Cricket Australia has defended its decision to pull the pin on the tour of South Africa after angry administrators on the other side of the Indian Ocean expressed their dismay at the 11th-hour postponement.
Months of negotiations came to nothing after Australia told their South African counterparts Tim Paine’s men would not be boarding the plane to play the three-Test series as planned.
Australia’s Test tour of South Africa has been called off, much to the dismay of cricket authorities on the other side of the Indian Ocean.Credit:Getty
Without its marquee event of the summer, CSA is now in an even more precarious financial situation, having already lost valuable broadcast revenue after its white-ball series against England late last year was called off.
Though the second wave of the pandemic is easing in South Africa, CA say there is an “unacceptable” risk of its players and staff contracting COVID-19 in a country where a more contagious strain of the virus is circulating in the community.
CSA, however, maintains it had done all it had been asked by CA, including agreeing to give Australia exclusive access to the luxury Irene Country Lodge resort, where Sri Lanka and South Africa had stayed in December/January, commitment to an expensive Australian contract tracing system and VIP access through the airport organised through the South African government.
“These are just some of the protocols that CSA was to put in place,” CSA’s chief medical officer, Shuaib Manjra, said. “We had really gone the extra mile to make sure that the tour would proceed.”
The South Africans have said little publicly throughout the talks but had privately been bemused by the increasingly difficult demands placed on them by CA. Eyebrows were raised when CA asked for staff at the resort to be isolated for three weeks, in excess of the customary fortnight.
“We are extremely disappointed by the decision of CA,” CSA’s director of cricket, Graeme Smith, said. “CSA has been working tirelessly in recent weeks to ensure that we meet every single expectation of CA.”
CA said it had done everything possible for the series to be played but ultimately South Africa’s struggles to fight COVID-19 could not be ignored. There were also concerns over the logistics of returning home if players and staff fell ill with the virus. Border Force regulations require travellers to return a negative test result within 72 hours of departure to Australia.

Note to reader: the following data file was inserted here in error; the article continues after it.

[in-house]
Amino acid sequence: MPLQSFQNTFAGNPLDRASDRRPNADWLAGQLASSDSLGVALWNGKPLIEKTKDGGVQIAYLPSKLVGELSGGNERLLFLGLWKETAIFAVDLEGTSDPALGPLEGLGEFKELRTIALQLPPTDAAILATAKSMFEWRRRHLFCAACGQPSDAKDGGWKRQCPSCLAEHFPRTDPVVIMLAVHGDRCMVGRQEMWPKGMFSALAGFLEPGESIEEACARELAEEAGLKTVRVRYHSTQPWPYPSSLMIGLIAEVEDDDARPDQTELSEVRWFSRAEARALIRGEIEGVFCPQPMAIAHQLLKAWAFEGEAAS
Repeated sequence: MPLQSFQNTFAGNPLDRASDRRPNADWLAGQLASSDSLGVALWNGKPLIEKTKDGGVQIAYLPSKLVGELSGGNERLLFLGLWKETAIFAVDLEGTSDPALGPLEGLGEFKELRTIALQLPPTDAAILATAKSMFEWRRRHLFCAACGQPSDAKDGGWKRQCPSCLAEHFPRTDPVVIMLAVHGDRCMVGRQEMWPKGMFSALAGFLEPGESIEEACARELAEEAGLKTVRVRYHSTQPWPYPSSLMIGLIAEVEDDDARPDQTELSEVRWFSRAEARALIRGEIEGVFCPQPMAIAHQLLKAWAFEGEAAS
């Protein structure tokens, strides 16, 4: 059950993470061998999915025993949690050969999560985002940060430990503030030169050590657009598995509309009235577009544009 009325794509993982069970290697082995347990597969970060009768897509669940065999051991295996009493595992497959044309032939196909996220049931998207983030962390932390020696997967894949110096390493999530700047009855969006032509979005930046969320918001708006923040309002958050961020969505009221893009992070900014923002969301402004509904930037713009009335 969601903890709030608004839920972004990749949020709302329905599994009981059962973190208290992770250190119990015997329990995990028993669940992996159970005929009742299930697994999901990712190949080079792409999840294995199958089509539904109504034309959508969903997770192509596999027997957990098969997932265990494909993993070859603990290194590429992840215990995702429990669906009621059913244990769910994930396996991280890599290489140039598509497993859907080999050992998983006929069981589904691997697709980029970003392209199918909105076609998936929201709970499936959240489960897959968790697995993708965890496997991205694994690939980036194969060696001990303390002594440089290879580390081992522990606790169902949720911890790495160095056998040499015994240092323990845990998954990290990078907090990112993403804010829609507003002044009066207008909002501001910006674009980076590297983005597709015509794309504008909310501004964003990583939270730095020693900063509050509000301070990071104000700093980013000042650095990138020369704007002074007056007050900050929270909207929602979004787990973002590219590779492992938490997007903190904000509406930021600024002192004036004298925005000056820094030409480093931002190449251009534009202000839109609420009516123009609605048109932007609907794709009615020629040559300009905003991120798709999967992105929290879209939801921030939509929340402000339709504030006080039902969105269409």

“What happened during the process is really two things, South Africa very sadly have hit the peak of their second wave, and then secondly we’ve got the more virulent strain, which there’s still lots of unknowns around,” CA’s interim chief executive Nick Hockley said.
“So really as we’ve worked through the residual risk and also some questions and challenges around if we were to get a case how and when we can get our players back home, taking advice of medical experts and putting health and safety absolutely No. 1, we were really left with no option.”
Hockley dismissed suggestions CA did more to honour commitments against fellow powerhouses England and India, the latter worth $300 million to the game in this country, than smaller cricket nations. Games last year against Bangladesh and Afghanistan were called off.
“We want to play cricket, we want to support world cricket, I would refute that in the strongest possible terms,” Hockley, whose organisation is sending a second-string T20 team to New Zealand to help their trans-Tasman neighbours, said.
But CSA say CA’s decision left nations such as South Africa in financial trouble.
“CSA has incurred significant costs related to the planning stages and the cancellation of the tour represents a serious financial loss,” acting chief executive Pholetsi Moseki said.
“In this challenging period for cricket and its member countries, we believe the stance taken by CA is regrettable and will have a serious impact on the sustainability of the less wealthy cricket playing nations.”
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